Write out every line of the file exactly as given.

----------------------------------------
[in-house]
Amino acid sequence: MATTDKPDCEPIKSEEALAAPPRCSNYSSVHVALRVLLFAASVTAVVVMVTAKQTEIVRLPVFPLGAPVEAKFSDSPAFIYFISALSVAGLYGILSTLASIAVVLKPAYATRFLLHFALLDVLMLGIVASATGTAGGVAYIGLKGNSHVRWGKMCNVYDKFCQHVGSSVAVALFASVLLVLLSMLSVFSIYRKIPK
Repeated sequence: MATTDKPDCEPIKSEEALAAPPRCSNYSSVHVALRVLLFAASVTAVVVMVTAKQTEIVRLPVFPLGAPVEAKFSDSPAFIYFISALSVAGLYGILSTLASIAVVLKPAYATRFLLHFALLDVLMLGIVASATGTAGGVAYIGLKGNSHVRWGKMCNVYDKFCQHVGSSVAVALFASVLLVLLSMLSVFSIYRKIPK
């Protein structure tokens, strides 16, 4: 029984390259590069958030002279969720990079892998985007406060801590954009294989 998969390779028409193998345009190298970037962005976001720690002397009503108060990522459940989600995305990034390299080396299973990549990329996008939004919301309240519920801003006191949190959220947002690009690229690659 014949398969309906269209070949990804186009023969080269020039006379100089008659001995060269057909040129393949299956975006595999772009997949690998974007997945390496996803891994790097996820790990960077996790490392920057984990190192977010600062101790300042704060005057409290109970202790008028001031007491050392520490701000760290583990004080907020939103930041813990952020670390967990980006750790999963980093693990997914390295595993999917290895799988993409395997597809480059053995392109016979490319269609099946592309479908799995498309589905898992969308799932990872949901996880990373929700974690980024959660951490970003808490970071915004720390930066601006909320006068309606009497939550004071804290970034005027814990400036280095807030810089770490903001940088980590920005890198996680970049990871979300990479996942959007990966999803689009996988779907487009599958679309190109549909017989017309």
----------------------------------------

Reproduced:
[in-house]
Amino acid sequence: MATTDKPDCEPIKSEEALAAPPRCSNYSSVHVALRVLLFAASVTAVVVMVTAKQTEIVRLPVFPLGAPVEAKFSDSPAFIYFISALSVAGLYGILSTLASIAVVLKPAYATRFLLHFALLDVLMLGIVASATGTAGGVAYIGLKGNSHVRWGKMCNVYDKFCQHVGSSVAVALFASVLLVLLSMLSVFSIYRKIPK
Repeated sequence: MATTDKPDCEPIKSEEALAAPPRCSNYSSVHVALRVLLFAASVTAVVVMVTAKQTEIVRLPVFPLGAPVEAKFSDSPAFIYFISALSVAGLYGILSTLASIAVVLKPAYATRFLLHFALLDVLMLGIVASATGTAGGVAYIGLKGNSHVRWGKMCNVYDKFCQHVGSSVAVALFASVLLVLLSMLSVFSIYRKIPK
């Protein structure tokens, strides 16, 4: 029984390259590069958030002279969720990079892998985007406060801590954009294989 998969390779028409193998345009190298970037962005976001720690002397009503108060990522459940989600995305990034390299080396299973990549990329996008939004919301309240519920801003006191949190959220947002690009690229690659 014949398969309906269209070949990804186009023969080269020039006379100089008659001995060269057909040129393949299956975006595999772009997949690998974007997945390496996803891994790097996820790990960077996790490392920057984990190192977010600062101790300042704060005057409290109970202790008028001031007491050392520490701000760290583990004080907020939103930041813990952020670390967990980006750790999963980093693990997914390295595993999917290895799988993409395997597809480059053995392109016979490319269609099946592309479908799995498309589905898992969308799932990872949901996880990373929700974690980024959660951490970003808490970071915004720390930066601006909320006068309606009497939550004071804290970034005027814990400036280095807030810089770490903001940088980590920005890198996680970049990871979300990479996942959007990966999803689009996988779907487009599958679309190109549909017989017309």